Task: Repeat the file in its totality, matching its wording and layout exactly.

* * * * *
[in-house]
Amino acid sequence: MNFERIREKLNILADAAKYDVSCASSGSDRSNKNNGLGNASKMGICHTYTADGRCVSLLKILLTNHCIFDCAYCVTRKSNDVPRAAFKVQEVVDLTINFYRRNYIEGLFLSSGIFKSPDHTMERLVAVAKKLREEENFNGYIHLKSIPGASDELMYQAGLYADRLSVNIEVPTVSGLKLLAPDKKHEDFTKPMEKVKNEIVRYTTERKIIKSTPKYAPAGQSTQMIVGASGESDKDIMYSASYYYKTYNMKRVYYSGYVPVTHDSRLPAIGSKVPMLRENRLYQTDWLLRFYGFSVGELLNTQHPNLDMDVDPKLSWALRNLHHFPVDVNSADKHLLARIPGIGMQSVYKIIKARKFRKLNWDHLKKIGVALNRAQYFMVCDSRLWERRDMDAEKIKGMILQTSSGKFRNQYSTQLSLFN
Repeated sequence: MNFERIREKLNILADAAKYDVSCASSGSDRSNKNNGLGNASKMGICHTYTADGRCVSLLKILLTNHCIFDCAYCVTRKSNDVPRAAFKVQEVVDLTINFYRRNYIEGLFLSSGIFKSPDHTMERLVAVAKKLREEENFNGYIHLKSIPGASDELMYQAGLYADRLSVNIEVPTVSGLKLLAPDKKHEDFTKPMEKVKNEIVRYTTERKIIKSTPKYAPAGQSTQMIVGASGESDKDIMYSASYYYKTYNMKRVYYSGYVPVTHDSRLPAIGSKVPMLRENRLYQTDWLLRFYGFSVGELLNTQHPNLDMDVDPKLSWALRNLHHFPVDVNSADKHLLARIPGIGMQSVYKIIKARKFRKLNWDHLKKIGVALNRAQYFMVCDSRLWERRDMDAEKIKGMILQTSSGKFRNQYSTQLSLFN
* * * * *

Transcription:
[in-house]
Amino acid sequence: MNFERIREKLNILADAAKYDVSCASSGSDRSNKNNGLGNASKMGICHTYTADGRCVSLLKILLTNHCIFDCAYCVTRKSNDVPRAAFKVQEVVDLTINFYRRNYIEGLFLSSGIFKSPDHTMERLVAVAKKLREEENFNGYIHLKSIPGASDELMYQAGLYADRLSVNIEVPTVSGLKLLAPDKKHEDFTKPMEKVKNEIVRYTTERKIIKSTPKYAPAGQSTQMIVGASGESDKDIMYSASYYYKTYNMKRVYYSGYVPVTHDSRLPAIGSKVPMLRENRLYQTDWLLRFYGFSVGELLNTQHPNLDMDVDPKLSWALRNLHHFPVDVNSADKHLLARIPGIGMQSVYKIIKARKFRKLNWDHLKKIGVALNRAQYFMVCDSRLWERRDMDAEKIKGMILQTSSGKFRNQYSTQLSLFN
Repeated sequence: MNFERIREKLNILADAAKYDVSCASSGSDRSNKNNGLGNASKMGICHTYTADGRCVSLLKILLTNHCIFDCAYCVTRKSNDVPRAAFKVQEVVDLTINFYRRNYIEGLFLSSGIFKSPDHTMERLVAVAKKLREEENFNGYIHLKSIPGASDELMYQAGLYADRLSVNIEVPTVSGLKLLAPDKKHEDFTKPMEKVKNEIVRYTTERKIIKSTPKYAPAGQSTQMIVGASGESDKDIMYSASYYYKTYNMKRVYYSGYVPVTHDSRLPAIGSKVPMLRENRLYQTDWLLRFYGFSVGELLNTQHPNLDMDVDPKLSWALRNLHHFPVDVNSADKHLLARIPGIGMQSVYKIIKARKFRKLNWDHLKKIGVALNRAQYFMVCDSRLWERRDMDAEKIKGMILQTSSGKFRNQYSTQLSLFN